Frank "Andy" Archible, 49, was rafting on the First Crossing to Cypress Bend Park stretch of the Guadalupe River on Friday with his sister, three other women, and a guide. When they approached the Gruene Bridge, their inflatable raft crashed into it, tossing Archible and two of the women into the water. The other two women and the guide grabbed onto the top of the bridge and got out of the raft safely, but Archible and the other women went under the bridge, Archible's family said.
After a few minutes, several bystanders helped the women get out of the water. Archible did not surface, according to police. About 6:30 p.m., New Braunfels police, firefighters and a STAR Flight helicopter searched for Archible downstream but did not find him. New Braunfels police said that, because of recent flooding, the river was high and too dangerous to attempt a dive rescue, and the Army Corps of Engineers was called to slow the flow of the river at Canyon Lake dam.
During the accident, water was flowing at 2,500 cubic feet per second, a speed that is safe for rafting, according to a city ordinance. The ordinance states, "It shall be unlawful for any person, regardless of age, to enter, be on, or in the public waters of the portion of the Guadalupe River that lies within the city limits in an inner tube or other flotation device, other than a six-man raft, when the flow of the river is above 1,000 cfs." But Archible's sister Cindy White, who was not in the raft, said that the water was quick and that the group missed its exit from the river. Instead of exiting farther upstream, the group was carried to the Gruene Bridge.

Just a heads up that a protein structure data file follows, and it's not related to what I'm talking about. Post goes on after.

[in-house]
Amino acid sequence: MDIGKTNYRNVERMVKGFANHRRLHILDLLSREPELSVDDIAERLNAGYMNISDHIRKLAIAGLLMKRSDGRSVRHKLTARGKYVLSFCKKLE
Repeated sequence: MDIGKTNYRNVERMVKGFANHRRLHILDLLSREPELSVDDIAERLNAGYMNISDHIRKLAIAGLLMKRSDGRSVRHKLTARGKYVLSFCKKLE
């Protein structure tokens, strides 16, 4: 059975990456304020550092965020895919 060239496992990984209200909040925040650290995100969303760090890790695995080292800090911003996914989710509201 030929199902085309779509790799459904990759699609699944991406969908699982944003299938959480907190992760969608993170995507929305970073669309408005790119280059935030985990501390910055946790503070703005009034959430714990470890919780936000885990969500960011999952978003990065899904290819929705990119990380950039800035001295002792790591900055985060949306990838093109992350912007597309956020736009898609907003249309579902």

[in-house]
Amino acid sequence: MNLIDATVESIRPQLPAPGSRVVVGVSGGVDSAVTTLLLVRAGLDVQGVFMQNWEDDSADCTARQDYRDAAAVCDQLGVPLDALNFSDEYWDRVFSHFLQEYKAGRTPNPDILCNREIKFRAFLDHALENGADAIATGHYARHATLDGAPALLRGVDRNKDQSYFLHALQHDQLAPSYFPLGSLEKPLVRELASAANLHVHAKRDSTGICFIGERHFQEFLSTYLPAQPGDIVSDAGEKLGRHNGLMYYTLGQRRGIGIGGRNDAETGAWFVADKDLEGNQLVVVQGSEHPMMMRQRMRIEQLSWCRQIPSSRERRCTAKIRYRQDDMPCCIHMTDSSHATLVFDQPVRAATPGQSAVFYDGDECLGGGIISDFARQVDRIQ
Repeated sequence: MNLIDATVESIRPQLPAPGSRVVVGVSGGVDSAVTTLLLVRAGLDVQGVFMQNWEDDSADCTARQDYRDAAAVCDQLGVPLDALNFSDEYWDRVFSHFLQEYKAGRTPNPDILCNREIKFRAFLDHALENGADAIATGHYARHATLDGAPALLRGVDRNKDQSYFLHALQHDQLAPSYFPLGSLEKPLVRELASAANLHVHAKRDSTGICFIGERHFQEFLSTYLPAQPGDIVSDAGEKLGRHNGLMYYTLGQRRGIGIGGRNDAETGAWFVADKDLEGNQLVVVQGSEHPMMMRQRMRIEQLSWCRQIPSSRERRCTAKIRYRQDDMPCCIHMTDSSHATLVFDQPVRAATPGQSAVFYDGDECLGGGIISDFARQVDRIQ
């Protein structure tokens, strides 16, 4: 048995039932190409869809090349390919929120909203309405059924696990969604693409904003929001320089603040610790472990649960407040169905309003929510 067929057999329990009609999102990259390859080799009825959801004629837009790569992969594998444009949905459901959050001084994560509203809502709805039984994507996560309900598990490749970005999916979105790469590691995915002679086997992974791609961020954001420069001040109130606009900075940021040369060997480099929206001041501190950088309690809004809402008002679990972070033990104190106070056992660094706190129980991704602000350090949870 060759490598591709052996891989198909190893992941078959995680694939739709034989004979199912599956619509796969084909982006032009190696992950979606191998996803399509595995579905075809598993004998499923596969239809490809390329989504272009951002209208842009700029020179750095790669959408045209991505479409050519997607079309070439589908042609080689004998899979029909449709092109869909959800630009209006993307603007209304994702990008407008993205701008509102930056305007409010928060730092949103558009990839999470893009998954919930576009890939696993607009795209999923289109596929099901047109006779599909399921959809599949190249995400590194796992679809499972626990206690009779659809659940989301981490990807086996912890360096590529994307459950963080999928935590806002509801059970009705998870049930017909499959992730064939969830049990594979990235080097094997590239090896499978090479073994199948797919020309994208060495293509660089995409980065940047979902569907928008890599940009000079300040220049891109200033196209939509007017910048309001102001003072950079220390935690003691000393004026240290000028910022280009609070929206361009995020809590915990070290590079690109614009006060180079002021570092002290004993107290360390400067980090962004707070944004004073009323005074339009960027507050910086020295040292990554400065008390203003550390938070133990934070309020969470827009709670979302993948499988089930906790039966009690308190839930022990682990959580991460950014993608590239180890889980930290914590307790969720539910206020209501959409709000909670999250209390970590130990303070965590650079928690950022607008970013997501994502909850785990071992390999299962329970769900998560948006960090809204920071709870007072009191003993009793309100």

When the water slowed enough, dive teams retrieved Archible's body from underneath the bridge. He had been wearing a life vest but had become entangled by debris, said river supervisor Zach Armstrong of the New Braunfels Police Department. "It took them about 15 minutes to untangle him because he was tangled in so much debris," Armstrong said. White said Archible was no stranger to the outdoors. "He loved to camp and be outside," White said. "One of his favorite things to do was kayak."